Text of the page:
Q: (Edd Straw – The Race) Question for Cyril please. Obviously there’s been a of talk about Alonso driving in the test but setting that discussion aside, how much benefit do you think he’ll get from a day in the car. I guess he’ll – as well as learning more about the car itself, he’ll be working with what will largely be his car crew for next season, so quite a useful exercise in gathering information for him and also you about him.
Abiteboul: Yeah, absolutely – and I appreciate there has been lots of buzz around that. We started the year with some controversy, we finish the year with another type of controversy but it’s good. It keeps the sport alive also. It’s very much a human thing that we’re doing for Fernando. When we decided with Fernando and Fernando also decided to come back to Formula 1, he’s been very clear that he wanted to have as much mileage as possible under his belt before next year. As you know, the regulation put a clear limit to that, so we’ve done quite a lot, four days with a two years old car and also we thought it would be a nice thing to be able to do that with a current car. We asked, frankly, and the FIA approve it, as simple as that. And that will be an opportunity for him to so see the evolution in two years because a two-years old car we’ve also spec’d a detuned engine, with tires that are demo tires, that are not really representative. It’s good – but that will be much more representative of what we expect next year. So, y’know, the car will be changing more than people tend to report for next year with a small change to the aerodynamics which is something that we can’t test next week. So, that will be the same for everyone. Now but for the rest it’s about him getting into the team, understanding our process, our procedures, the steering wheels and also getting familiar with his engineers and I understand that the dynamic is already very, very good, very, very strong to have as much as possible a good start next year. Bearing in mind we have only three days of Winter Test in February or March.
Q: (Dieter Rencken) To all three of the representatives please. Red Bull and AlphaTauri have got a very close cooperation through their Technologies department. Mercedes and Racing Point are increasingly forging a closer relationship and now Ferrari and Haas are entering into some form of technical partnership whereby the cars will be designed and developed in Maranello in a separate office. Is this the right way forward for Formula 1? And then, specifically to Zak and Cyril, is it a matter of ‘to beat them, you’ve got to join them’?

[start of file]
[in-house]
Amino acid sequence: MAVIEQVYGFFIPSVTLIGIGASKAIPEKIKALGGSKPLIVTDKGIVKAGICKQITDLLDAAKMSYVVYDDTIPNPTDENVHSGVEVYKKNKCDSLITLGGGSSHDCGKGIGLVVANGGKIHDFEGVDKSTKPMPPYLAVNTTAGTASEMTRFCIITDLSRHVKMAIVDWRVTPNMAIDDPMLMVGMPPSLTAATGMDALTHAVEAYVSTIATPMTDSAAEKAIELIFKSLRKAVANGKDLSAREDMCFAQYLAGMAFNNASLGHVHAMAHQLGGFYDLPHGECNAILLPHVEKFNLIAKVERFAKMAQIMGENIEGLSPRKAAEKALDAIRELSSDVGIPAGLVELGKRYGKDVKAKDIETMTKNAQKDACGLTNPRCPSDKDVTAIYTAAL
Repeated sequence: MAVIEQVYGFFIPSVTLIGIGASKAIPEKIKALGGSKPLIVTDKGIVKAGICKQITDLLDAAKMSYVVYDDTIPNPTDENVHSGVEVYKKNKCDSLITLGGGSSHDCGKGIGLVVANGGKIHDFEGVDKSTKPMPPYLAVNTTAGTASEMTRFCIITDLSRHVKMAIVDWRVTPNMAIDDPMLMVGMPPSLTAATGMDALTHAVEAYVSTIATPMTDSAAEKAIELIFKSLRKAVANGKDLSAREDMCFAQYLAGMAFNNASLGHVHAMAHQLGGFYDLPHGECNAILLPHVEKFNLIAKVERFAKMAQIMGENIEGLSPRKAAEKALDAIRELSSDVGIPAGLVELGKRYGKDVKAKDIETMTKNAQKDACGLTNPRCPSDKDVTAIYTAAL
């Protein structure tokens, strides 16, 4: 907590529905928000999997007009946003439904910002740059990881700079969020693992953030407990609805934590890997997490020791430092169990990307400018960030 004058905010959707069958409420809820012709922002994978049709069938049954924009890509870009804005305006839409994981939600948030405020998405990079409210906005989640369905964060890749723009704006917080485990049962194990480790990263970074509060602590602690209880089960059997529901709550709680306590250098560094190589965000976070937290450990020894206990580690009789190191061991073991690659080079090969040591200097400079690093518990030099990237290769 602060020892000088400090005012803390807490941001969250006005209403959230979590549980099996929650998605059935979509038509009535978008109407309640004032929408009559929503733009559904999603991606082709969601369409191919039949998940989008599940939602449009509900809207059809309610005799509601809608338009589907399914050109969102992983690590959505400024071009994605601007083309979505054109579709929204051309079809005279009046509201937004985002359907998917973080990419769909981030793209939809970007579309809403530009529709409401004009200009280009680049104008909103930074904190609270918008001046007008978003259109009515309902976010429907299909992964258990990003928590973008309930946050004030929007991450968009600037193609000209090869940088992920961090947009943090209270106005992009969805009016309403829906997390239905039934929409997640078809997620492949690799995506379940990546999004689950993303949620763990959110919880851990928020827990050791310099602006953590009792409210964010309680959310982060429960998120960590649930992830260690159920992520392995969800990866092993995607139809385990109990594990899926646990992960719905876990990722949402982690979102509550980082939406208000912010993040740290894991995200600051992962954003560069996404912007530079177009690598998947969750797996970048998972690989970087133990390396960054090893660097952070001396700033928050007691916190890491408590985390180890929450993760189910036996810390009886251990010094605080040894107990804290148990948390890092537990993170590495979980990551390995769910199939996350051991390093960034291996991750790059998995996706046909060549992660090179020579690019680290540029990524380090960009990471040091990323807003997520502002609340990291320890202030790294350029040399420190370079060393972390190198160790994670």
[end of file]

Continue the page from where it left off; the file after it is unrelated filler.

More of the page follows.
Brown: There’s obviously seen a lot on this topic this year. I think we’ve seen, at the extreme, what it’s capable of producing. I think we feel strongly that it’s a Constructors’ Championship: you need to design, build, manufacture your own race car. That’s what all the men and women at McLaren do. I think McLaren continues to monitor the situation and we need to kind of rely on them to define what those boundaries are. It’s clearly a competitive advantage for the teams that are passing along that information or those parts, both financially, sporting and politically, and at the same time the teams that are on the receiving end are able to short-cut and inherit the work of others. As you say, there’re many teams doing it now. We’ll just have to monitor the situation. I think the FIA has stated that their intent is everyone should be their own independent entity. So that’s how McLaren wants to go racing, will continue to go racing. But hey, this is Formula 1. It’s tough and so you’ve got to beat everyone within what the rules are.
Q: Otmar, your thoughts please.
Szafnauer: I think we’ve taking a step forward this year in defining the rules. They’re much more clear. We continue to hire people, expand our manufacturing capability, expand our design and development capability. We started at a smaller base than some of the others but with Aston Martin coming in, we too are growing and will right-size the business. I think we’re going to grow by another twenty-thirty per cent and we too will work hard to design, develop and construct our own car to do the best we can.
Q: And Cyril.
Abiteboul: Yeah, well not so much to add. I guess that what is interesting in this press conference is that you have three teams fighting for that third position to a lesser or better degree, but we all have our own models: from Renault being a complete manufacturer building every single thing from the engine to the chassis, every nut and bolt has been designed, manufactured and built by our team, so we are a true constructor. Then you have the other extreme that we have seen this year. It is not a controversy but it is clearly no secret that Racing Point have the model of buying as much as they can from Mercedes. And you have McLaren sitting in the middle and doing a great job at what it is responsible for, which is chassis design. And frankly, to a certain degree, that’s fine, that’s good, that shows we have an interesting battle that’s possible with very different models but we should not lose sight of the fact that we are all still one second or more from the team that is leading the championship. I’m really concerned that we are still no doing enough to bring the sport to a level playing field. There is a lot of progress that has been made with the budget cap but also with clarification to the regulations, but all of that will be as good as the monitoring and enforceability of the system and frankly for that it is only time that will tell us if what we have done is good enough and we also need to be careful in particular with all the movement of personnel between some teams that will have to downsize. Some teams, as Otmar pointed out, that are going to increase their operation, and that’s the sort of thing where we need to stick to the regulations for these. We just need to make sure they are enforced properly.